On the other hand, the burden of household chores may constrain women’s agency as time and material resources are diverted away toward fulfilling domestic roles (Goldin, 1990). In sum, the proposed correlates of women’s agency are likely to include autonomy, labor force participation, and amount of household chores (Soni-Sinha, 2011; Rajasingham-Senanayake, 2004; Shaheed, 1999). See Figure 1.


We hypothesize that women’s agency is influenced by labor force participation and autonomy level. Figure 1 presents the hypothesized model of women’s agency. The degree of participation in labor force is directly influenced by the level of autonomy women enjoy at the household level. Levels of autonomy have both a direct and an indirect effect on women’s agency through women’s degree of labor force participation. Furthermore, higher levels of women’s autonomy are associated with higher partner’s level of involvement with household chores. Table 1 presents the variables used to measure each construct.

To measure autonomy we utilize variables such as number of children younger than 12 years of age in the household, years in the current marital status, years of education and age at first marriage. Agency is indicated by a number of variables related to the women’s opinion about their roles at both intra-household and extra-household levels; a number of variables related to household chores measure the level of their partners’ participation in domestic work.

In order to test each component of the hypothesized model presented in Figure 1 and to ensure that all the latent variables are reliable and valid, each construct was evaluated separately using confirmatory factor analysis (CFA). Thus, confirmatory factor analysis is used to develop the measurement model.

All the measurement models were obtained by maximizing the goodness of fit with the help of modification indexes within limits of theoretical justification to alter their independent error structures. Most of the models were obtained by correlating at least two measurement errors based on modification indexes. The structural equation model was used to assess the causality among latent factors.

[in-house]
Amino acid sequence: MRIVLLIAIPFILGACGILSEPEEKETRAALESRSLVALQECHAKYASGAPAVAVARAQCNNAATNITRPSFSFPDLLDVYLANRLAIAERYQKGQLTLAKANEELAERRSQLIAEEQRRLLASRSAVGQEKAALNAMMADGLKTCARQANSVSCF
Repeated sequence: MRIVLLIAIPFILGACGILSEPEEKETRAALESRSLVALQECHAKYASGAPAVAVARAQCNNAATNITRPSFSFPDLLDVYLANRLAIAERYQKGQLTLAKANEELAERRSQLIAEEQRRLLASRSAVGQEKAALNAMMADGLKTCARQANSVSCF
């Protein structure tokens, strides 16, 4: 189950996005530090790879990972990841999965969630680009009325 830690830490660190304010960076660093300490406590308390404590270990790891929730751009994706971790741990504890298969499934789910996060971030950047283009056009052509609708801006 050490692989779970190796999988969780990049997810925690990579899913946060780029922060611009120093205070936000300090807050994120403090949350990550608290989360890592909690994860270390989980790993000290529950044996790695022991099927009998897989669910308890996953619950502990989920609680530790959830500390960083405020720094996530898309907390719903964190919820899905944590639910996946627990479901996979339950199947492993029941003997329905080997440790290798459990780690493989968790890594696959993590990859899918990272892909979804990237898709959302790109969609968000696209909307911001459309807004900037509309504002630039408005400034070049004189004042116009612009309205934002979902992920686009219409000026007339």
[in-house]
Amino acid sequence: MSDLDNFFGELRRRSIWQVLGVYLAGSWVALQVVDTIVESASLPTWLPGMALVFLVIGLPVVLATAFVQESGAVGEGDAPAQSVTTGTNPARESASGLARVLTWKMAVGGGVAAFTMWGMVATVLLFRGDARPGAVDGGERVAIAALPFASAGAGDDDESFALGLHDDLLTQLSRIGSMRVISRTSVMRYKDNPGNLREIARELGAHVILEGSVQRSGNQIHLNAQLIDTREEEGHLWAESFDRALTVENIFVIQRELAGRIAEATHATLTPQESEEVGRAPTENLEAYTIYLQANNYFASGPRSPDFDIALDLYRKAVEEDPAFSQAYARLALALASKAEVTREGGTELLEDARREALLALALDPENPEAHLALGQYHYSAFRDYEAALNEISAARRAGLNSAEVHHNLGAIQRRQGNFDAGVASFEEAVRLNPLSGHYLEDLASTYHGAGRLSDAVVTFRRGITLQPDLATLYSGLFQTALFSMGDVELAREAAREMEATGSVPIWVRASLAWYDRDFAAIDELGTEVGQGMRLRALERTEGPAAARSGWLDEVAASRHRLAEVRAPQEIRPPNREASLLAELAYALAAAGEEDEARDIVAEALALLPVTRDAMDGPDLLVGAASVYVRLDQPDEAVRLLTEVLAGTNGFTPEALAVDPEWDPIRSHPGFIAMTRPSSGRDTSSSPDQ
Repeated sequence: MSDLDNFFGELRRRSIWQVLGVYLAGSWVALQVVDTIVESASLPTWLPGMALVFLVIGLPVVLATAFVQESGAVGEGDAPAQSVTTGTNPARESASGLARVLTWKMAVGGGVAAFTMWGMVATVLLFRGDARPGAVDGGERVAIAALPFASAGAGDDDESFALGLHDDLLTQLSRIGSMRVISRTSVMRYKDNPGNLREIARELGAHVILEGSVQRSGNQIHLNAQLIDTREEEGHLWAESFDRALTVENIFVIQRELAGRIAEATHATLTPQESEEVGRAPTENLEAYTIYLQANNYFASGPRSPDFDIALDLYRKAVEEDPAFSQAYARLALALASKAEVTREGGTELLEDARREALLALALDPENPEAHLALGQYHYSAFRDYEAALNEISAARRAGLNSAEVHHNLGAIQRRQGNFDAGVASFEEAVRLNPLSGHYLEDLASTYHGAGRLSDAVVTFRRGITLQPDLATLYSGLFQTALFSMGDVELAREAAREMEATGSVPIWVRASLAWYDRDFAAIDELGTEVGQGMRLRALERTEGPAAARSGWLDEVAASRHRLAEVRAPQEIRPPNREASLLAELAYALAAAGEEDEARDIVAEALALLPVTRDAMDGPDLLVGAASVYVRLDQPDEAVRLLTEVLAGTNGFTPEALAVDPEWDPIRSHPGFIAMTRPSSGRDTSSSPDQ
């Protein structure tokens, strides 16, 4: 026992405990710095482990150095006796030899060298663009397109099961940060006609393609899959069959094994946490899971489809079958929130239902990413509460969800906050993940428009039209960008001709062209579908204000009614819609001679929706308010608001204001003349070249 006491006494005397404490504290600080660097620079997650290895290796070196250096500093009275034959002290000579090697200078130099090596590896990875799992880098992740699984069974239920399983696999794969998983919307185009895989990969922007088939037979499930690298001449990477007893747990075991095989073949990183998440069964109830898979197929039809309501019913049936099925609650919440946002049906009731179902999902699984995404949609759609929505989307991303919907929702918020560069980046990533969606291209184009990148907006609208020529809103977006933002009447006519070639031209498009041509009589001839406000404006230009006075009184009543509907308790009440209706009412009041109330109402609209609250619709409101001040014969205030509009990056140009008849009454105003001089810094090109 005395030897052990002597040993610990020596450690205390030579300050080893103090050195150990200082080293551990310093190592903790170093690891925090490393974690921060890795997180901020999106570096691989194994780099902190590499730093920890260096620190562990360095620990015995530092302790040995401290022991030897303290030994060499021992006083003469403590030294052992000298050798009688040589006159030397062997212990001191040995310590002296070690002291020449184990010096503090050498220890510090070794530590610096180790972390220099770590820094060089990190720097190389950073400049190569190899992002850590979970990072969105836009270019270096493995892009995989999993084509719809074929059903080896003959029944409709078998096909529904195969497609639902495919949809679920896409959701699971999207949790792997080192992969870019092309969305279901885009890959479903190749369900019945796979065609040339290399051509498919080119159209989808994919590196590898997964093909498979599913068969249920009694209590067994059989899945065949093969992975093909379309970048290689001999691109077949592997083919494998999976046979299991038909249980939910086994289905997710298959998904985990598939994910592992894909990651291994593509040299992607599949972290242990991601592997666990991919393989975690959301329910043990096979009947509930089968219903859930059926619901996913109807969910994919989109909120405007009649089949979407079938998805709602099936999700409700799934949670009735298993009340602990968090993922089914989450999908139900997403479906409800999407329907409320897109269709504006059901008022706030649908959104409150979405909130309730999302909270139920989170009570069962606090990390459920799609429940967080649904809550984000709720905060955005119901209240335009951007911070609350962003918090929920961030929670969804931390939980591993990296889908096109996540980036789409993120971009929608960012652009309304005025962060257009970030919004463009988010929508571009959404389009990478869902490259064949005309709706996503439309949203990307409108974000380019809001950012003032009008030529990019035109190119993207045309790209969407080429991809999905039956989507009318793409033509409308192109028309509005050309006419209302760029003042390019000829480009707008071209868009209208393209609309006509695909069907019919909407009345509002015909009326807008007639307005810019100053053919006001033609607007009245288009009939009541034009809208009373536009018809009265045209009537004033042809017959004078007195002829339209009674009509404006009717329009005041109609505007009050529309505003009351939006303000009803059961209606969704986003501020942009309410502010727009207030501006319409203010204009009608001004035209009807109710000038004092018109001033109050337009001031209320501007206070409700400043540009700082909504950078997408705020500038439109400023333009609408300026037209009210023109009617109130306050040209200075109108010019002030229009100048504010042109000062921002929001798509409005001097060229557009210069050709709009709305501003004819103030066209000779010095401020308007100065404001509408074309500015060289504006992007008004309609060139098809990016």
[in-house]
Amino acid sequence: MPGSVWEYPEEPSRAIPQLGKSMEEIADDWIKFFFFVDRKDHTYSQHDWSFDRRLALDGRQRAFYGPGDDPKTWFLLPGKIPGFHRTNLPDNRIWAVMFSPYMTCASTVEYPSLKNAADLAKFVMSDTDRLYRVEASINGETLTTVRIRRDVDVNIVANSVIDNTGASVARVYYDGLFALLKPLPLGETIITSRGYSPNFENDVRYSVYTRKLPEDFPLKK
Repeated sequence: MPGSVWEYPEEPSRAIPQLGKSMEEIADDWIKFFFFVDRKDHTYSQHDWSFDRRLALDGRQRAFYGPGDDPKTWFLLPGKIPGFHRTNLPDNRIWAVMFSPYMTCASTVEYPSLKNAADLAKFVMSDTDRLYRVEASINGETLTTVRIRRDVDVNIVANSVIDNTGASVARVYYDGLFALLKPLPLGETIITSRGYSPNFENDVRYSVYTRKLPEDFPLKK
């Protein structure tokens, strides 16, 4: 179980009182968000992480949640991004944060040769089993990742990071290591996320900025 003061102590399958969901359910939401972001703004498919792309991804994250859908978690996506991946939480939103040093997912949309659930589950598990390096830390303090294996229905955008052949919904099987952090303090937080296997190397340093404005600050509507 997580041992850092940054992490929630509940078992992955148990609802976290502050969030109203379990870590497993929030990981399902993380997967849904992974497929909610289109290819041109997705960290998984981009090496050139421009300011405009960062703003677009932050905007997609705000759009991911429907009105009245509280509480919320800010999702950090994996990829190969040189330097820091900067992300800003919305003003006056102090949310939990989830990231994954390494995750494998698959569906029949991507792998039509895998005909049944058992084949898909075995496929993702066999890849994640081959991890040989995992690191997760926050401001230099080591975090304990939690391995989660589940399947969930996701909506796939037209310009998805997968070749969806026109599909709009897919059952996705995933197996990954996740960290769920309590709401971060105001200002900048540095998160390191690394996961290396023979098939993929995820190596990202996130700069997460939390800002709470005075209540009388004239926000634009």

The data for this study come from the Survey for the Diagnosis of Families in Nuevo Leon, a state-level representative survey conducted by the School of Social Work and Human Development of the Autonomous University of Nuevo Leon in 2010. The purpose of the survey was to obtain information regarding family dynamic and its relationships with the environment.

The survey consists of 2,681 cases from the 51 municipalities in Nuevo Leon. The sampling was based on the results of the Second National Count of Population and Housing conducted by the National Institute of Statistics and Geography of Mexico (INEGI). The stratified random sampling method was used to collect state-level representative data. In this study we use a sub-set of 1,462 households with both husband and wife present at the time of this study. A number of variables suffer from missing data. For variables with more than ten cases missing, we addressed the problem with mean imputation.

Table 2 presents the distribution of the used variables for each construct. On average, women have 3.14 children, 9.07 years of education and their first union was at the age of 21. Regarding the partners’ involvement in household chores, in most cases they never participate in domestic tasks.


Table 3 presents the estimates from the CFA models of the four latent factors. Although the squared multiple correlation value for a few indicators is less than 0.250, the goodness of fit index (GFI) for the respective constructs suggests a high level of theoretical validity for each of the four constructs with all the respective factor loadings significant at 0.01 level.